Coach Larney Owens, Southern Laboratory High School

                                    Larney Edward “Coach” Owens Jr.

Larney Edward Owens Jr. was an educator, coach, and the ultimate sportsmanLarney, affectionately known as “Coach” was born in Englewood, New Jersey on July 10, 1913.

Larney’s outstanding athletic talents led to a successful career at Hampton Institute in Hampton, Virginia where he graduated in 1937. He later received his master’s degree from Columbia University. At Hampton he met Wilhelmina “Billie” V. Rutledge, who became his wife of 59 years. Larney served with honor overseas in the U.S. Army during World War II. Larney’s first job coaching was at Voorhees College in Denmark, South Carolina. After one year as an assistant at Southern University in 1947, he became the head coach at Southern Laboratory School for football, basketball, track, tennis and baseball. “Coach” led an outstanding program in all sports. Coach won numerous state titles in football, basketball and tennis. Under his leadership, the Southern Lab “Kittens” were a fierce force in Louisiana sports. In addition to compiling a career record of 198-61-1 as a football coach, he had a 377-166 record in basketball. All of these wins/successes capped a great 32-year coaching career. Many of his athletes went on to outstanding college and professional careers.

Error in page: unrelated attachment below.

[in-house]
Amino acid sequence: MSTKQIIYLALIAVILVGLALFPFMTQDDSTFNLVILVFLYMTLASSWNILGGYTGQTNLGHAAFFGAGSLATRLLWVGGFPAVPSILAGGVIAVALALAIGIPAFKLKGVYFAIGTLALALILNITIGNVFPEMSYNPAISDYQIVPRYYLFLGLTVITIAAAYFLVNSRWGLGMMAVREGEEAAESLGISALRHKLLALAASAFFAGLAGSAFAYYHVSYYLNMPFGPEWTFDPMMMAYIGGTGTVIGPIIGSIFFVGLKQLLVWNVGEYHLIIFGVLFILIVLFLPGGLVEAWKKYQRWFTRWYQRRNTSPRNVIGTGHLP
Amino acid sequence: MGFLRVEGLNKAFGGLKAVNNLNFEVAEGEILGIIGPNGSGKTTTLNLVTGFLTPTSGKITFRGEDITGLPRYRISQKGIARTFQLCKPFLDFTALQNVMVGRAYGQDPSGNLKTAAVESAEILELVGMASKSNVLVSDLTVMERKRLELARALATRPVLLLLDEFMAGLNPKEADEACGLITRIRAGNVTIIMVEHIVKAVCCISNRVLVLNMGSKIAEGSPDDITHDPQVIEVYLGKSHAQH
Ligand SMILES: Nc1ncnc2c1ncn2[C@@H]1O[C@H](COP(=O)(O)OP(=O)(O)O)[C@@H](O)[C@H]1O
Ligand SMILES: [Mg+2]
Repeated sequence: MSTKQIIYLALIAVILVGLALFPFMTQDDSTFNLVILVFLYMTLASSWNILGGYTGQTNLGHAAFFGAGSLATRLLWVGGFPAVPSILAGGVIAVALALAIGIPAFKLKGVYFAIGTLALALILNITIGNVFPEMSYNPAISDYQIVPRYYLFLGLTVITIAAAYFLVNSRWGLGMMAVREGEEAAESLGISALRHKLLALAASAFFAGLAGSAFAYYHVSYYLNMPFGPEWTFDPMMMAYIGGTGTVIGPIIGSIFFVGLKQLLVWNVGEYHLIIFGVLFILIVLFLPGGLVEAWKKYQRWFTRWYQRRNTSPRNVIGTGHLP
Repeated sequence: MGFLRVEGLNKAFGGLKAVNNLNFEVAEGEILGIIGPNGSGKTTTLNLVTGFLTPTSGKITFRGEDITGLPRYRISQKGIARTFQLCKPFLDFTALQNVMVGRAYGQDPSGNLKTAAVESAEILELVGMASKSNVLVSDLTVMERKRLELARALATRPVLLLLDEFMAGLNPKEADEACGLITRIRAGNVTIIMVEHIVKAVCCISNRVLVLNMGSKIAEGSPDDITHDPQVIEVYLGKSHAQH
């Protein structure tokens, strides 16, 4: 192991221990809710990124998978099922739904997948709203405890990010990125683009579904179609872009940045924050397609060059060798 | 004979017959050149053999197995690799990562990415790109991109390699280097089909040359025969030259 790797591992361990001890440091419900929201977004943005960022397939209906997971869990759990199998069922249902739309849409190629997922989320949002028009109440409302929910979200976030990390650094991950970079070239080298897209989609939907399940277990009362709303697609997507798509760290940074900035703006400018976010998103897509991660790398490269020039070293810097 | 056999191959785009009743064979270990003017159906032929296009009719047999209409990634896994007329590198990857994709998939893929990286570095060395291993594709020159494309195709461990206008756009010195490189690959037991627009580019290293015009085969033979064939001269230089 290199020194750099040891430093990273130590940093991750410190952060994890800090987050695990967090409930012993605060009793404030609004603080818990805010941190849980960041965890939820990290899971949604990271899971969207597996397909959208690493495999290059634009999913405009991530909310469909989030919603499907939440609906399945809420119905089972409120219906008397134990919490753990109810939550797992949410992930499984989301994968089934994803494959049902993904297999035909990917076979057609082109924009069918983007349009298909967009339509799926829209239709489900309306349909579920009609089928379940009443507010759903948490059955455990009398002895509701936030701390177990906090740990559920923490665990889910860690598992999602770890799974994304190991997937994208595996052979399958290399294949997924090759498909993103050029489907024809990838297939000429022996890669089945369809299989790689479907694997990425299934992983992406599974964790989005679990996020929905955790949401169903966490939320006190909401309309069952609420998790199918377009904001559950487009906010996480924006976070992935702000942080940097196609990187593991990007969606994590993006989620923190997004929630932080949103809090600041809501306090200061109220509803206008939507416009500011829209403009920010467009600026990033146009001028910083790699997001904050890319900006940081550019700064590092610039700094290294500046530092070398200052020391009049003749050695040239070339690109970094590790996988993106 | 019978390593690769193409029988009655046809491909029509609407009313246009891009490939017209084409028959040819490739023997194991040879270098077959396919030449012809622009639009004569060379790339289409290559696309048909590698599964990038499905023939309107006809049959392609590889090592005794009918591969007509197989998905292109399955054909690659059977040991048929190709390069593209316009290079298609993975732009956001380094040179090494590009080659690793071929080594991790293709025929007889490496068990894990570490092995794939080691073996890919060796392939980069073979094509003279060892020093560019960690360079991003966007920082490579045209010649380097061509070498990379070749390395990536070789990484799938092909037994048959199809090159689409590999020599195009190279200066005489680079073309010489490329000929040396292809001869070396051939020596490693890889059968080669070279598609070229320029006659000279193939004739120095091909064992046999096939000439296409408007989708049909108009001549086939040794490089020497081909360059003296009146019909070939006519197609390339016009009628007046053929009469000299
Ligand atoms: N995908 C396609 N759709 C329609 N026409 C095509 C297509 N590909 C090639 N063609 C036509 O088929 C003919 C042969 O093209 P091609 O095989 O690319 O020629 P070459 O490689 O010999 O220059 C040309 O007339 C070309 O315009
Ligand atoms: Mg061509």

An avid golfer, Larney helped found the Capital City Golf Association. He competed in senior Olympics golf events. He was inducted into the Senior Olympics Hall of Fame, the Louisiana High school Coaches Hall of Fame and the Southern Lab School Hall of Fame. He also was honored by the Southern University Lab School Foundation. He was a member of Omega Psi Phi fraternity.

Coach read his bible and encouraged his family to love and trust in God. He loved his home church, Camphor Memorial. Coach Owens was witty and sharp, loved travel and loved learning. At the ripe young age of 90, he became a computer buff. He gave the best fist bump greeting to people he would meet. Coach never forgot the name or the face of a player or friend. He was a true gentleman and a great teacher.